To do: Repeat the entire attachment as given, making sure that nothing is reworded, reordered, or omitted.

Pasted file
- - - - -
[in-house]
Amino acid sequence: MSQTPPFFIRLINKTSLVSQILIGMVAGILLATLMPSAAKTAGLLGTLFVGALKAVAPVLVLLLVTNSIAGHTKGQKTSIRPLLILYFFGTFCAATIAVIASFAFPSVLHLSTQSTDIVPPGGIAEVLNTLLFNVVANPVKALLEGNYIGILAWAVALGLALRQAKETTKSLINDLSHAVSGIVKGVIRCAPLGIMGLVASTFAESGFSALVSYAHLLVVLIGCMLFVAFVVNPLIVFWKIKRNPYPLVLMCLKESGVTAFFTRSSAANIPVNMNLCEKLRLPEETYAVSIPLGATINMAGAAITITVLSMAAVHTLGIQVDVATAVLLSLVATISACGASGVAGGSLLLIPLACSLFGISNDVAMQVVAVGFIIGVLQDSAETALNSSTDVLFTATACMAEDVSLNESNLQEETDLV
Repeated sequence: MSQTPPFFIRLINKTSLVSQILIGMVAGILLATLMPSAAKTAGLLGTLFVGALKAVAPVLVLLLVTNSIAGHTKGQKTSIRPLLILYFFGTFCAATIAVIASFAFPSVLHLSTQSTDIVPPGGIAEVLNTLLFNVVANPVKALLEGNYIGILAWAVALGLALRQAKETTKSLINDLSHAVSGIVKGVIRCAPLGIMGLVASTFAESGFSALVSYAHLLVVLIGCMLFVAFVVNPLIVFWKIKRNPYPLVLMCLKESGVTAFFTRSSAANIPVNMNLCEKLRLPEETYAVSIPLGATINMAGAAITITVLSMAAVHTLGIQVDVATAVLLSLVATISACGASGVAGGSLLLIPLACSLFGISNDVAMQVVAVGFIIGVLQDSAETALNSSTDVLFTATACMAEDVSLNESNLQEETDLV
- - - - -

[in-house]
Amino acid sequence: MSQTPPFFIRLINKTSLVSQILIGMVAGILLATLMPSAAKTAGLLGTLFVGALKAVAPVLVLLLVTNSIAGHTKGQKTSIRPLLILYFFGTFCAATIAVIASFAFPSVLHLSTQSTDIVPPGGIAEVLNTLLFNVVANPVKALLEGNYIGILAWAVALGLALRQAKETTKSLINDLSHAVSGIVKGVIRCAPLGIMGLVASTFAESGFSALVSYAHLLVVLIGCMLFVAFVVNPLIVFWKIKRNPYPLVLMCLKESGVTAFFTRSSAANIPVNMNLCEKLRLPEETYAVSIPLGATINMAGAAITITVLSMAAVHTLGIQVDVATAVLLSLVATISACGASGVAGGSLLLIPLACSLFGISNDVAMQVVAVGFIIGVLQDSAETALNSSTDVLFTATACMAEDVSLNESNLQEETDLV
Repeated sequence: MSQTPPFFIRLINKTSLVSQILIGMVAGILLATLMPSAAKTAGLLGTLFVGALKAVAPVLVLLLVTNSIAGHTKGQKTSIRPLLILYFFGTFCAATIAVIASFAFPSVLHLSTQSTDIVPPGGIAEVLNTLLFNVVANPVKALLEGNYIGILAWAVALGLALRQAKETTKSLINDLSHAVSGIVKGVIRCAPLGIMGLVASTFAESGFSALVSYAHLLVVLIGCMLFVAFVVNPLIVFWKIKRNPYPLVLMCLKESGVTAFFTRSSAANIPVNMNLCEKLRLPEETYAVSIPLGATINMAGAAITITVLSMAAVHTLGIQVDVATAVLLSLVATISACGASGVAGGSLLLIPLACSLFGISNDVAMQVVAVGFIIGVLQDSAETALNSSTDVLFTATACMAEDVSLNESNLQEETDLV